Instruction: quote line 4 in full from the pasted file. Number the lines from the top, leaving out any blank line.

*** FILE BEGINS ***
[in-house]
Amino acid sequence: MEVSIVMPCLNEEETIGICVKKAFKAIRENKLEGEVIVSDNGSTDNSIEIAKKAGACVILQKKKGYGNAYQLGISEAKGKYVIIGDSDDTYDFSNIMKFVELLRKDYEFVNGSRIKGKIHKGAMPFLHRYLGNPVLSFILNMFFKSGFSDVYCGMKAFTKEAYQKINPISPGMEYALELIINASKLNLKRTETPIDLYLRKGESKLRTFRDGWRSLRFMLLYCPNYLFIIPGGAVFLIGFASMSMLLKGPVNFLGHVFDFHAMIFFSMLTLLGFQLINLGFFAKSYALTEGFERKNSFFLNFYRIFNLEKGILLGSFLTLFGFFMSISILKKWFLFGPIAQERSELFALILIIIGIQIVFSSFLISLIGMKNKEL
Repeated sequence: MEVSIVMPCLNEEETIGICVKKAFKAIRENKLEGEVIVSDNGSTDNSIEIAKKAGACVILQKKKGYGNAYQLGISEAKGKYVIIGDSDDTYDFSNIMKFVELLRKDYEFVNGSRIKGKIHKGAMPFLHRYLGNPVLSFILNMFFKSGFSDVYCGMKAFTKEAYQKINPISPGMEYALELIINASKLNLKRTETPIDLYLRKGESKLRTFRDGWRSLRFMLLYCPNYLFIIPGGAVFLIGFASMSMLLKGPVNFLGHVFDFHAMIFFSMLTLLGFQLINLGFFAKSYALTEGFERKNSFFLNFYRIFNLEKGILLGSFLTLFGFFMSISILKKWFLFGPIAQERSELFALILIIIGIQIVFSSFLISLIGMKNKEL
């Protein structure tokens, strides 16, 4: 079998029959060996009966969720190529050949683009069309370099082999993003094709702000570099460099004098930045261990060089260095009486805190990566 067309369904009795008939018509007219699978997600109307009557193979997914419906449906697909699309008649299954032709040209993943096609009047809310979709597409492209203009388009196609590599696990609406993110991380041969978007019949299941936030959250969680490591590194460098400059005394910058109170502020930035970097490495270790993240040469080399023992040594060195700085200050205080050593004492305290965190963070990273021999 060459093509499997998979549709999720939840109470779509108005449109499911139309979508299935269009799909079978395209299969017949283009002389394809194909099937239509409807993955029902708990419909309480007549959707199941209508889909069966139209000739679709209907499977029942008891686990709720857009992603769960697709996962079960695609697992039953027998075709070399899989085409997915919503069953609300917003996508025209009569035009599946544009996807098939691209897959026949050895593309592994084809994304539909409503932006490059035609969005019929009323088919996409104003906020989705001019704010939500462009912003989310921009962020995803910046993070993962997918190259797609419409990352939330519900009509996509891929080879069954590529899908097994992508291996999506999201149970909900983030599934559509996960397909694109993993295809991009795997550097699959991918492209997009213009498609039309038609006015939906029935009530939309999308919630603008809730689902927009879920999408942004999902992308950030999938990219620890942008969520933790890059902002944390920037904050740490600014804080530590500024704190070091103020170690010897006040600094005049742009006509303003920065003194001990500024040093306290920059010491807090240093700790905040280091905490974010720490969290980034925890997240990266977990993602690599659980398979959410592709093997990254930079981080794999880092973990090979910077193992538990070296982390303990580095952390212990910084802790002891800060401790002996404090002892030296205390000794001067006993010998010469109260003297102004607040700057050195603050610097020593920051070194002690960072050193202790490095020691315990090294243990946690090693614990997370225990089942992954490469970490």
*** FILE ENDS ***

């Protein structure tokens, strides 16, 4: 079998029959060996009966969720190529050949683009069309370099082999993003094709702000570099460099004098930045261990060089260095009486805190990566 067309369904009795008939018509007219699978997600109307009557193979997914419906449906697909699309008649299954032709040209993943096609009047809310979709597409492209203009388009196609590599696990609406993110991380041969978007019949299941936030959250969680490591590194460098400059005394910058109170502020930035970097490495270790993240040469080399023992040594060195700085200050205080050593004492305290965190963070990273021999 060459093509499997998979549709999720939840109470779509108005449109499911139309979508299935269009799909079978395209299969017949283009002389394809194909099937239509409807993955029902708990419909309480007549959707199941209508889909069966139209000739679709209907499977029942008891686990709720857009992603769960697709996962079960695609697992039953027998075709070399899989085409997915919503069953609300917003996508025209009569035009599946544009996807098939691209897959026949050895593309592994084809994304539909409503932006490059035609969005019929009323088919996409104003906020989705001019704010939500462009912003989310921009962020995803910046993070993962997918190259797609419409990352939330519900009509996509891929080879069954590529899908097994992508291996999506999201149970909900983030599934559509996960397909694109993993295809991009795997550097699959991918492209997009213009498609039309038609006015939906029935009530939309999308919630603008809730689902927009879920999408942004999902992308950030999938990219620890942008969520933790890059902002944390920037904050740490600014804080530590500024704190070091103020170690010897006040600094005049742009006509303003920065003194001990500024040093306290920059010491807090240093700790905040280091905490974010720490969290980034925890997240990266977990993602690599659980398979959410592709093997990254930079981080794999880092973990090979910077193992538990070296982390303990580095952390212990910084802790002891800060401790002996404090002892030296205390000794001067006993010998010469109260003297102004607040700057050195603050610097020593920051070194002690960072050193202790490095020691315990090294243990946690090693614990997370225990089942992954490469970490």